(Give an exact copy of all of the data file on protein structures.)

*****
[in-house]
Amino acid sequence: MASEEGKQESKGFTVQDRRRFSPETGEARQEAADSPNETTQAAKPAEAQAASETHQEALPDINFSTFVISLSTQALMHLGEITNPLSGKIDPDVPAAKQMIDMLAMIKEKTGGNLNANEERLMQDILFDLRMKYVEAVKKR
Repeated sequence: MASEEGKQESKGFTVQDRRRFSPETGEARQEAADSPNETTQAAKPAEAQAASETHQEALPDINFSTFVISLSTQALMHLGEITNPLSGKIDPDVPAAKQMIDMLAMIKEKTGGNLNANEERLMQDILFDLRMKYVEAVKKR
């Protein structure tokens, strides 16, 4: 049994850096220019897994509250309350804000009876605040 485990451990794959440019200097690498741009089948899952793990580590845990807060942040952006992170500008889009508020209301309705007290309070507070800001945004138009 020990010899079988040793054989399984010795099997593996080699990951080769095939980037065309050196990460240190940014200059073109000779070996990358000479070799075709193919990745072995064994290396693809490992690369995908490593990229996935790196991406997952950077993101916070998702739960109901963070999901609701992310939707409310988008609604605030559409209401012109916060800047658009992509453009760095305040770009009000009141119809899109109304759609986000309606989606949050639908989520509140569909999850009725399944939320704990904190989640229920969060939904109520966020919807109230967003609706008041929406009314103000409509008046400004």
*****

[in-house]
Amino acid sequence: MASEEGKQESKGFTVQDRRRFSPETGEARQEAADSPNETTQAAKPAEAQAASETHQEALPDINFSTFVISLSTQALMHLGEITNPLSGKIDPDVPAAKQMIDMLAMIKEKTGGNLNANEERLMQDILFDLRMKYVEAVKKR
Repeated sequence: MASEEGKQESKGFTVQDRRRFSPETGEARQEAADSPNETTQAAKPAEAQAASETHQEALPDINFSTFVISLSTQALMHLGEITNPLSGKIDPDVPAAKQMIDMLAMIKEKTGGNLNANEERLMQDILFDLRMKYVEAVKKR
């Protein structure tokens, strides 16, 4: 049994850096220019897994509250309350804000009876605040 485990451990794959440019200097690498741009089948899952793990580590845990807060942040952006992170500008889009508020209301309705007290309070507070800001945004138009 020990010899079988040793054989399984010795099997593996080699990951080769095939980037065309050196990460240190940014200059073109000779070996990358000479070799075709193919990745072995064994290396693809490992690369995908490593990229996935790196991406997952950077993101916070998702739960109901963070999901609701992310939707409310988008609604605030559409209401012109916060800047658009992509453009760095305040770009009000009141119809899109109304759609986000309606989606949050639908989520509140569909999850009725399944939320704990904190989640229920969060939904109520966020919807109230967003609706008041929406009314103000409509008046400004």